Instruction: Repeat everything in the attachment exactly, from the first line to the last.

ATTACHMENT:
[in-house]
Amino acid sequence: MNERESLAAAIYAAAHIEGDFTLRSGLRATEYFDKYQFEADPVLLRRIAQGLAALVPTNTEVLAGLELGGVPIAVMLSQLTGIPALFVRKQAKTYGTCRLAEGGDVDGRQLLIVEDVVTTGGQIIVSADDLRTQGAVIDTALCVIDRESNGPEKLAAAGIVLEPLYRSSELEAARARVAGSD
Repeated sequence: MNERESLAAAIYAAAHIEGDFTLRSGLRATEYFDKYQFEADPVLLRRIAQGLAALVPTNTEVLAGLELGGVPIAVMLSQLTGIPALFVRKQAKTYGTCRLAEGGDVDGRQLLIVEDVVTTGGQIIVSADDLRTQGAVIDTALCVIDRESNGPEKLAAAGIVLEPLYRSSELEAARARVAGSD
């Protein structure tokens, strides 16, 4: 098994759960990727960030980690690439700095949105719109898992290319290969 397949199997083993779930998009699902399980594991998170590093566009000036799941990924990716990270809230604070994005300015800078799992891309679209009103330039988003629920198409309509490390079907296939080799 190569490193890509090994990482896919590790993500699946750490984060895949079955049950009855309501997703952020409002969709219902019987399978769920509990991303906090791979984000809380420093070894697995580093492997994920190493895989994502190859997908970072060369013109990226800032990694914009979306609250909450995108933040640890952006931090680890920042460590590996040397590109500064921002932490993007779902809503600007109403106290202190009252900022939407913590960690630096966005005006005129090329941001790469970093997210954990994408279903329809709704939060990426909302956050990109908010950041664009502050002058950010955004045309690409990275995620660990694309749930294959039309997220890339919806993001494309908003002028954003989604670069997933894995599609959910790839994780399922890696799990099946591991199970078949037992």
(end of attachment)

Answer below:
[in-house]
Amino acid sequence: MNERESLAAAIYAAAHIEGDFTLRSGLRATEYFDKYQFEADPVLLRRIAQGLAALVPTNTEVLAGLELGGVPIAVMLSQLTGIPALFVRKQAKTYGTCRLAEGGDVDGRQLLIVEDVVTTGGQIIVSADDLRTQGAVIDTALCVIDRESNGPEKLAAAGIVLEPLYRSSELEAARARVAGSD
Repeated sequence: MNERESLAAAIYAAAHIEGDFTLRSGLRATEYFDKYQFEADPVLLRRIAQGLAALVPTNTEVLAGLELGGVPIAVMLSQLTGIPALFVRKQAKTYGTCRLAEGGDVDGRQLLIVEDVVTTGGQIIVSADDLRTQGAVIDTALCVIDRESNGPEKLAAAGIVLEPLYRSSELEAARARVAGSD
């Protein structure tokens, strides 16, 4: 098994759960990727960030980690690439700095949105719109898992290319290969 397949199997083993779930998009699902399980594991998170590093566009000036799941990924990716990270809230604070994005300015800078799992891309679209009103330039988003629920198409309509490390079907296939080799 190569490193890509090994990482896919590790993500699946750490984060895949079955049950009855309501997703952020409002969709219902019987399978769920509990991303906090791979984000809380420093070894697995580093492997994920190493895989994502190859997908970072060369013109990226800032990694914009979306609250909450995108933040640890952006931090680890920042460590590996040397590109500064921002932490993007779902809503600007109403106290202190009252900022939407913590960690630096966005005006005129090329941001790469970093997210954990994408279903329809709704939060990426909302956050990109908010950041664009502050002058950010955004045309690409990275995620660990694309749930294959039309997220890339919806993001494309908003002028954003989604670069997933894995599609959910790839994780399922890696799990099946591991199970078949037992």